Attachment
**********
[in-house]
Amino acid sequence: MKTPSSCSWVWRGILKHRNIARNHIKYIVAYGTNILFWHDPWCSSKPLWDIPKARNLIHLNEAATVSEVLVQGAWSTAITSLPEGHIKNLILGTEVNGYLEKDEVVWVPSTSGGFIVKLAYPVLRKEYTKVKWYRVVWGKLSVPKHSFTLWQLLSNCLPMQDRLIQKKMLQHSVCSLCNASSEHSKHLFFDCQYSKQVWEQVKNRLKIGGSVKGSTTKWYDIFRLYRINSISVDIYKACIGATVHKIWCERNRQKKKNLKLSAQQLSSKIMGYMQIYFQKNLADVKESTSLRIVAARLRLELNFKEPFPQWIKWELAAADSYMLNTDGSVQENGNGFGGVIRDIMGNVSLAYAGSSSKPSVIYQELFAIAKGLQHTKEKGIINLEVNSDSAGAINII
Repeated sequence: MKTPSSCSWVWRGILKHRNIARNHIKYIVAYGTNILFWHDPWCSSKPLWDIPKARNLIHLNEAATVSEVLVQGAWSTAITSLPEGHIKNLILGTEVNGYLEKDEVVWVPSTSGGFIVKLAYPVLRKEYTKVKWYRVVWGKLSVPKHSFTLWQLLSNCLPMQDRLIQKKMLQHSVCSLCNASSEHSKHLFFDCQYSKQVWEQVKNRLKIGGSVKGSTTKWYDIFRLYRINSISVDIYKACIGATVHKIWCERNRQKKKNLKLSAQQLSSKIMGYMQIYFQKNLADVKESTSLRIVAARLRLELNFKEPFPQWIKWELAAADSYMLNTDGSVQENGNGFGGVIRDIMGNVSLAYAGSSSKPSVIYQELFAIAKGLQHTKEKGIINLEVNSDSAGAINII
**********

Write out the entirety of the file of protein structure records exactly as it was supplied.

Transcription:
[in-house]
Amino acid sequence: MKTPSSCSWVWRGILKHRNIARNHIKYIVAYGTNILFWHDPWCSSKPLWDIPKARNLIHLNEAATVSEVLVQGAWSTAITSLPEGHIKNLILGTEVNGYLEKDEVVWVPSTSGGFIVKLAYPVLRKEYTKVKWYRVVWGKLSVPKHSFTLWQLLSNCLPMQDRLIQKKMLQHSVCSLCNASSEHSKHLFFDCQYSKQVWEQVKNRLKIGGSVKGSTTKWYDIFRLYRINSISVDIYKACIGATVHKIWCERNRQKKKNLKLSAQQLSSKIMGYMQIYFQKNLADVKESTSLRIVAARLRLELNFKEPFPQWIKWELAAADSYMLNTDGSVQENGNGFGGVIRDIMGNVSLAYAGSSSKPSVIYQELFAIAKGLQHTKEKGIINLEVNSDSAGAINII
Repeated sequence: MKTPSSCSWVWRGILKHRNIARNHIKYIVAYGTNILFWHDPWCSSKPLWDIPKARNLIHLNEAATVSEVLVQGAWSTAITSLPEGHIKNLILGTEVNGYLEKDEVVWVPSTSGGFIVKLAYPVLRKEYTKVKWYRVVWGKLSVPKHSFTLWQLLSNCLPMQDRLIQKKMLQHSVCSLCNASSEHSKHLFFDCQYSKQVWEQVKNRLKIGGSVKGSTTKWYDIFRLYRINSISVDIYKACIGATVHKIWCERNRQKKKNLKLSAQQLSSKIMGYMQIYFQKNLADVKESTSLRIVAARLRLELNFKEPFPQWIKWELAAADSYMLNTDGSVQENGNGFGGVIRDIMGNVSLAYAGSSSKPSVIYQELFAIAKGLQHTKEKGIINLEVNSDSAGAINII